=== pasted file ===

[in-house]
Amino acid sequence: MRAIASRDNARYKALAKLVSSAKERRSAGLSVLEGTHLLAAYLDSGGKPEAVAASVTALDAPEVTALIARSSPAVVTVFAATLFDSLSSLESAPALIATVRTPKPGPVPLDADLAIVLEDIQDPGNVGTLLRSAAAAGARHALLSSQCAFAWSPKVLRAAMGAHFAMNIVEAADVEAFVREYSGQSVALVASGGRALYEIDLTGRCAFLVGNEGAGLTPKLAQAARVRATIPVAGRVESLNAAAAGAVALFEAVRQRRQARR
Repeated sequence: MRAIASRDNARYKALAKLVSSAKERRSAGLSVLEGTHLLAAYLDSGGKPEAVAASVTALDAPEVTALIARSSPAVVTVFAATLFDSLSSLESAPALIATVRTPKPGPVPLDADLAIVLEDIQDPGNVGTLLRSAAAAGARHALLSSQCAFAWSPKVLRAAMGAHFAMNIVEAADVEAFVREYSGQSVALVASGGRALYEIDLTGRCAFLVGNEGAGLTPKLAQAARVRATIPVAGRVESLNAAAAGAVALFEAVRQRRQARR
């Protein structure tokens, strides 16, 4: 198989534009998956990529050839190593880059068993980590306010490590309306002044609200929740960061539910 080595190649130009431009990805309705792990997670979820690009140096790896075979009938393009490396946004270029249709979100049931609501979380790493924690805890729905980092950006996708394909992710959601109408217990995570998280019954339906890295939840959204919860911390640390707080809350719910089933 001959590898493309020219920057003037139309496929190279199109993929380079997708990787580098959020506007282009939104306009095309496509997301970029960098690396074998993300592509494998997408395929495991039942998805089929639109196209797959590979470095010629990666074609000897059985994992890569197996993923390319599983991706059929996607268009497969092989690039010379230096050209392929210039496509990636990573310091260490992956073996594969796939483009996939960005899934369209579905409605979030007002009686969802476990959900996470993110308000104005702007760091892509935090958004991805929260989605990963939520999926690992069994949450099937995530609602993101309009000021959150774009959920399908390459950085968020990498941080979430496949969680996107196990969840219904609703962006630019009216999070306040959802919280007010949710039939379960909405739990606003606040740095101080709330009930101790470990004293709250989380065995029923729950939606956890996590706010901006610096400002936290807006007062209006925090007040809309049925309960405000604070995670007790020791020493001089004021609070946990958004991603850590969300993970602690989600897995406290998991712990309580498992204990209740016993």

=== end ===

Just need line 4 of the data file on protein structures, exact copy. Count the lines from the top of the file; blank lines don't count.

């Protein structure tokens, strides 16, 4: 198989534009998956990529050839190593880059068993980590306010490590309306002044609200929740960061539910 080595190649130009431009990805309705792990997670979820690009140096790896075979009938393009490396946004270029249709979100049931609501979380790493924690805890729905980092950006996708394909992710959601109408217990995570998280019954339906890295939840959204919860911390640390707080809350719910089933 001959590898493309020219920057003037139309496929190279199109993929380079997708990787580098959020506007282009939104306009095309496509997301970029960098690396074998993300592509494998997408395929495991039942998805089929639109196209797959590979470095010629990666074609000897059985994992890569197996993923390319599983991706059929996607268009497969092989690039010379230096050209392929210039496509990636990573310091260490992956073996594969796939483009996939960005899934369209579905409605979030007002009686969802476990959900996470993110308000104005702007760091892509935090958004991805929260989605990963939520999926690992069994949450099937995530609602993101309009000021959150774009959920399908390459950085968020990498941080979430496949969680996107196990969840219904609703962006630019009216999070306040959802919280007010949710039939379960909405739990606003606040740095101080709330009930101790470990004293709250989380065995029923729950939606956890996590706010901006610096400002936290807006007062209006925090007040809309049925309960405000604070995670007790020791020493001089004021609070946990958004991603850590969300993970602690989600897995406290998991712990309580498992204990209740016993």